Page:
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Concrete accident blamed on lack of translation from English to Polish

19 Nov 12 The need for companies to display safety signs not just in English but also in the languages of their migrant workforce was highlighted by a court case last week.

A Shropshire concrete firm was prosecuted after a worker suffered serious leg injuries when he was hit by a forklift truck.

Tomasz Kosmacz, 38, of Hadley, was responsible for removing excess concrete from moulds at Elite Precast Concrete Ltd's Telford factory.

Mr Kosmacz was putting the excess concrete in a bucket and then onto the prongs of the forklift. He did not speak English and was unable to understand safety warning signs.

He was working near the forklift when he was struck by the vehicle. He suffered multiple foot fractures, needed four screws in his broken ankle and also damaged his knee. He had to have two operations and is still unable to work following the incident on 7 July 2011.

Telford Magistrates heard that the Health & Safety Executive (HSE) found there was a written instruction in the factory stating the bucket should be placed on a pallet, not directly on the forks. This had not been translated into Polish for the benefit of the migrant labour the company employed, many of whom, like Mr Kosmacz, did not speak English.

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Elite Precast Concrete Ltd, of Unit L, Halesfield 9, Telford, Shropshire, pleaded guilty to breaching Section 2(1) of the Health and Safety at Work etc Act 1974. The firm was fined £10,000 and ordered to pay costs of £2,897.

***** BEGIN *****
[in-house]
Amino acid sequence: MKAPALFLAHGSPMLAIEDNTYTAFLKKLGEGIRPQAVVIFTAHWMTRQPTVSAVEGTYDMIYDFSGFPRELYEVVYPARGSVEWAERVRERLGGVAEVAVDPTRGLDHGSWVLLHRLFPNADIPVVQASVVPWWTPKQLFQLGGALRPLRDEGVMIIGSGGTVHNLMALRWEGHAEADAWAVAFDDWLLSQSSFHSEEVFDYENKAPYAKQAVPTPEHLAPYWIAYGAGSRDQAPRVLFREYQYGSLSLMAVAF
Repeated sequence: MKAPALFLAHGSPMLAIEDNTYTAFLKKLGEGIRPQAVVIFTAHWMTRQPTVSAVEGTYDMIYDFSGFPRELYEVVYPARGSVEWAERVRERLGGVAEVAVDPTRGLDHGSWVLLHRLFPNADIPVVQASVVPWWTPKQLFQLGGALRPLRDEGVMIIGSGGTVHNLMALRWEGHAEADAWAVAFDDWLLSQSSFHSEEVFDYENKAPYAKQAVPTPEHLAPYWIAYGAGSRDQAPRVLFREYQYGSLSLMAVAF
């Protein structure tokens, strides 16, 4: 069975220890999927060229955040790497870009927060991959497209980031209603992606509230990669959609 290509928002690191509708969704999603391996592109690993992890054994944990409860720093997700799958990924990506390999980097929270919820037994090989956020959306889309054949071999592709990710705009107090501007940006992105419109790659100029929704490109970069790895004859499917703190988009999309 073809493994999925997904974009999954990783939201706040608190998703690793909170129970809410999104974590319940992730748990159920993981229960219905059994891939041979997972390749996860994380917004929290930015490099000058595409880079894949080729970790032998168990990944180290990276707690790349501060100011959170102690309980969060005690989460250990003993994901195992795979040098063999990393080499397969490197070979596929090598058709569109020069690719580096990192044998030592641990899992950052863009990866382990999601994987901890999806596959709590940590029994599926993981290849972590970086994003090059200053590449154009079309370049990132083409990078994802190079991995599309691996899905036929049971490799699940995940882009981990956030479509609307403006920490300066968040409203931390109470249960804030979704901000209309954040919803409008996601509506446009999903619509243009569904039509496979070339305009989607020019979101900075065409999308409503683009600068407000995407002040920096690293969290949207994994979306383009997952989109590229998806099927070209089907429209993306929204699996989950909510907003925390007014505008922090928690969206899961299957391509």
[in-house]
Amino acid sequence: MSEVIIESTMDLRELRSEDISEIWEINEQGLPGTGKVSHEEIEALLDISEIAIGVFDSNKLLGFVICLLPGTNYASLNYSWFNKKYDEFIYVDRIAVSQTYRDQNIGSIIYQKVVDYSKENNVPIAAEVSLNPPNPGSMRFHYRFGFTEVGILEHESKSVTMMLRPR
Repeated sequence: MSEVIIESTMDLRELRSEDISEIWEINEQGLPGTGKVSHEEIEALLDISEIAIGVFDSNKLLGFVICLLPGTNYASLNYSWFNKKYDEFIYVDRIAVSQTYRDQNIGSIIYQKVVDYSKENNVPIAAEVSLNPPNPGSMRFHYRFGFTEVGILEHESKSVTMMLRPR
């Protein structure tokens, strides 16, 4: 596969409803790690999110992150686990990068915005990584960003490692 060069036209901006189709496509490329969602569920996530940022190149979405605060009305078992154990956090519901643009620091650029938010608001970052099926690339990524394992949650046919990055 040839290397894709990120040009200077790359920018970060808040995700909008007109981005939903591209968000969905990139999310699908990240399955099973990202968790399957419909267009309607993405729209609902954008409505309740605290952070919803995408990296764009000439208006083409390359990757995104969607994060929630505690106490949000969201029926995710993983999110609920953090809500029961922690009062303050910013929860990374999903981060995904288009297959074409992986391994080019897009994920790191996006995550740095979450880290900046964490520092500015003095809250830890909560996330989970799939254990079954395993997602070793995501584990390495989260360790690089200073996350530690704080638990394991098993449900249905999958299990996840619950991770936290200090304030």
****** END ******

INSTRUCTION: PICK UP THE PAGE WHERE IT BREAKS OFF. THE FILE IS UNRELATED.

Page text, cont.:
After the hearing HSE inspector Katharine Walker said: "The incident was entirely preventable. Had the instruction requiring the use of a pallet to move the waste been translated into Polish and effectively communicated to the workers, Mr Kosmacz would not have had to endure these painful injuries.

"Elite Precast Concrete Ltd took no effective steps to prevent this incident. They relied heavily on migrant labour but lacked the arrangements to allow those workers to enjoy the expected level of safety.

"The company had allowed an unsafe custom and practice to develop. There was no effective segregation of vehicles and pedestrians and the means of transporting the waste concrete was bound to bring the two into contact.

"Mr Kosmacz had been working in this manner for a number of weeks - it was not a single error on a single day; there was an inevitability that someone was going to get hurt."

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